February is Black History Month (click here to read last year’s Feb column for an introduction). This year it is as important as ever to ensure we talk about why these affinity months continue to be necessary in the United States.
While Black history is part of the fabric of U.S. history, much of our education and public memory is (to put it nicely) less than honest about the atrocities suffered and achievements attained by the Black community in this country.
This year’s theme is “Black Health and Wellness” focusing on the important legacy of researchers, medical practitioners and other healers as well as future possibilities for true well-being in the Black community. In the second year of the COVID-19 pandemic we continue to see disproportionate impacts on the Black and African American community and it is also critical to recognize the many key contributions that have been excluded from most cataloguing of medical achievements in the U.S. This is just a short, introductory list:
- In 1721, enslaved African Onesimus shared the way his community had been successful inoculating against smallpox. This was used for soldiers and later led to advancements in such inoculations.
- Emmett Chappelle worked as a biochemist for NASA. He was an inventor who holds 14 patents and is renowned for his work on bioluminescence.
- Charles R. Drew was a cutting edge physician and researcher who developed the technology and practice to effectively “bank” blood. He was also a vocal advocate for not excluding African-American blood from plasma-supply banks. When the military decided it could be used but must be stored separately Drew resigned from his positions.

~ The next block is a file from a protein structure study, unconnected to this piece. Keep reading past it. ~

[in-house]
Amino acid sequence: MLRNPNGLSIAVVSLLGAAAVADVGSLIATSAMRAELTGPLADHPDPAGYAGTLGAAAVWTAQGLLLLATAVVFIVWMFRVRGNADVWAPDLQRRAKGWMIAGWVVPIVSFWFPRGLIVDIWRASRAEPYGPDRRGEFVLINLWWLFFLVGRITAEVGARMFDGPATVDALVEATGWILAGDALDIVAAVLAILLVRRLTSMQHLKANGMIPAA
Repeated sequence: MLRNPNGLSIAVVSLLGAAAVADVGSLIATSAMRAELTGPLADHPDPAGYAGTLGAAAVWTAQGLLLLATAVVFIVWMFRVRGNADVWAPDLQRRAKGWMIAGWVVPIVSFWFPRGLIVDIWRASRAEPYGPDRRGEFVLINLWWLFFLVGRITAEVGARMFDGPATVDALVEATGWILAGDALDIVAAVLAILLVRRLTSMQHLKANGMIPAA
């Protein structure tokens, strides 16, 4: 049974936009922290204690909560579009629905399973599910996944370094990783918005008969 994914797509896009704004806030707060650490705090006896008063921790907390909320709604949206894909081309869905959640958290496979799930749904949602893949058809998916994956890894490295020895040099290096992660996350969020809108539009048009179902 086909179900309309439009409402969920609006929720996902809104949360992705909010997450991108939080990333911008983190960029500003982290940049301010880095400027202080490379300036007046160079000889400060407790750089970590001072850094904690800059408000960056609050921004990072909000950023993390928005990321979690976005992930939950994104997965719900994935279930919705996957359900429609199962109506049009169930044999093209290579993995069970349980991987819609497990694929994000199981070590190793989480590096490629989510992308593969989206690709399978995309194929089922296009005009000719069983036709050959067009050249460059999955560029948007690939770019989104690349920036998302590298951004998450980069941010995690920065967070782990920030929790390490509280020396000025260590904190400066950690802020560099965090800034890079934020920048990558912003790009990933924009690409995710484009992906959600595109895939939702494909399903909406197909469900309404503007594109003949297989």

- Jane Cooke Wright’s work and research was some of the most groundbreaking advancements in chemotherapy and cancer treatment. She was a founding member (the only woman) of the American Society of Clinical Oncology.
- Joycelyn Elders was the first African-American Surgeon General (appointed in 1993 by President Clinton). She was a pediatric endocrinologist and has taught at University of Arkansas for decades. Elders is known for her unwavering advocacy for comprehensive sex education for young people.
While we honor Black History Month this year, we continue to see myriad attacks on sharing all kinds of information that might make some people uncomfortable. Much of the information and history that is targeted is in fact difficult to face – and should be.
In order to create real, systemic and sustainable change, we have to lean into discomfort. Quite frankly, just in order to live effectively in our larger society we have to be honest and transparent about the shameful parts of the past as well as the good. It should feel horrific to revisit the realities of colonization, slavery, the Holocaust, the Jim Crow era and police violence.
There are no redeeming narratives to tell about genocide, violent dehumanization, abuse and systemic discrimination. But ignoring or eliminating this information will not protect young people from difficult truths. Rather it will leave them fundamentally unprepared to navigate the diverse and complex world they inhabit. It creates enormous gaps in knowledge and doesn’t give children very much credit when it comes to their ability to process complicated and upsetting information.